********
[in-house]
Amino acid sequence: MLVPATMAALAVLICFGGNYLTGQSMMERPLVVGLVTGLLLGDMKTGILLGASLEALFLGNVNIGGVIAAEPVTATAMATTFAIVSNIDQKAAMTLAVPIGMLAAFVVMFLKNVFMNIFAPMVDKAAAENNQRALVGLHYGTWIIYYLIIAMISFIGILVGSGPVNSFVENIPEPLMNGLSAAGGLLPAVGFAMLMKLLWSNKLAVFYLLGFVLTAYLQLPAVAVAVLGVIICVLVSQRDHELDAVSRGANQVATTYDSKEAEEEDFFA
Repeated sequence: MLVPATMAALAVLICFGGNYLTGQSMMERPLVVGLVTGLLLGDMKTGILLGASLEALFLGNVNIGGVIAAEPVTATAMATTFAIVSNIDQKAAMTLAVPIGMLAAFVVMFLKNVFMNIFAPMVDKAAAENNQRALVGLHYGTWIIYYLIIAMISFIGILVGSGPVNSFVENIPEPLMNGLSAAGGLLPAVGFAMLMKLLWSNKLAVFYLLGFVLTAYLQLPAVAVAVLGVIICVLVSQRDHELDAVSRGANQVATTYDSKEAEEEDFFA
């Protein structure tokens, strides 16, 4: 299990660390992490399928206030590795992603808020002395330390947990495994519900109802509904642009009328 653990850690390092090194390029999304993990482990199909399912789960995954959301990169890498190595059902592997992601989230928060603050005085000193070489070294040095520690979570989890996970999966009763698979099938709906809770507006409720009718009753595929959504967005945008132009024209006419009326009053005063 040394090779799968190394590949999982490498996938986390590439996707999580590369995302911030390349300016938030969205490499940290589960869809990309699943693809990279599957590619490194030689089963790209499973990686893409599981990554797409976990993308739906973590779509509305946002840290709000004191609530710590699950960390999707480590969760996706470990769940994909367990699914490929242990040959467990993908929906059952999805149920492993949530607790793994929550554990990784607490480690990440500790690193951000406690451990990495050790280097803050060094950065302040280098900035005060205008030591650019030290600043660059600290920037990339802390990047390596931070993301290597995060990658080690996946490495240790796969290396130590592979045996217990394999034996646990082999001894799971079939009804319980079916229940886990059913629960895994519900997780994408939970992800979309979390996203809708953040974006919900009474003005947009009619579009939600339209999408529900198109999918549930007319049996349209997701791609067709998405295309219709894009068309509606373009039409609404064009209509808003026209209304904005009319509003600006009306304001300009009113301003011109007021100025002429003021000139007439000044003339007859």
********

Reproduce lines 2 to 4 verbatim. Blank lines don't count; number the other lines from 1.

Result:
Amino acid sequence: MLVPATMAALAVLICFGGNYLTGQSMMERPLVVGLVTGLLLGDMKTGILLGASLEALFLGNVNIGGVIAAEPVTATAMATTFAIVSNIDQKAAMTLAVPIGMLAAFVVMFLKNVFMNIFAPMVDKAAAENNQRALVGLHYGTWIIYYLIIAMISFIGILVGSGPVNSFVENIPEPLMNGLSAAGGLLPAVGFAMLMKLLWSNKLAVFYLLGFVLTAYLQLPAVAVAVLGVIICVLVSQRDHELDAVSRGANQVATTYDSKEAEEEDFFA
Repeated sequence: MLVPATMAALAVLICFGGNYLTGQSMMERPLVVGLVTGLLLGDMKTGILLGASLEALFLGNVNIGGVIAAEPVTATAMATTFAIVSNIDQKAAMTLAVPIGMLAAFVVMFLKNVFMNIFAPMVDKAAAENNQRALVGLHYGTWIIYYLIIAMISFIGILVGSGPVNSFVENIPEPLMNGLSAAGGLLPAVGFAMLMKLLWSNKLAVFYLLGFVLTAYLQLPAVAVAVLGVIICVLVSQRDHELDAVSRGANQVATTYDSKEAEEEDFFA
């Protein structure tokens, strides 16, 4: 299990660390992490399928206030590795992603808020002395330390947990495994519900109802509904642009009328 653990850690390092090194390029999304993990482990199909399912789960995954959301990169890498190595059902592997992601989230928060603050005085000193070489070294040095520690979570989890996970999966009763698979099938709906809770507006409720009718009753595929959504967005945008132009024209006419009326009053005063 040394090779799968190394590949999982490498996938986390590439996707999580590369995302911030390349300016938030969205490499940290589960869809990309699943693809990279599957590619490194030689089963790209499973990686893409599981990554797409976990993308739906973590779509509305946002840290709000004191609530710590699950960390999707480590969760996706470990769940994909367990699914490929242990040959467990993908929906059952999805149920492993949530607790793994929550554990990784607490480690990440500790690193951000406690451990990495050790280097803050060094950065302040280098900035005060205008030591650019030290600043660059600290920037990339802390990047390596931070993301290597995060990658080690996946490495240790796969290396130590592979045996217990394999034996646990082999001894799971079939009804319980079916229940886990059913629960895994519900997780994408939970992800979309979390996203809708953040974006919900009474003005947009009619579009939600339209999408529900198109999918549930007319049996349209997701791609067709998405295309219709894009068309509606373009039409609404064009209509808003026209209304904005009319509003600006009306304001300009009113301003011109007021100025002429003021000139007439000044003339007859």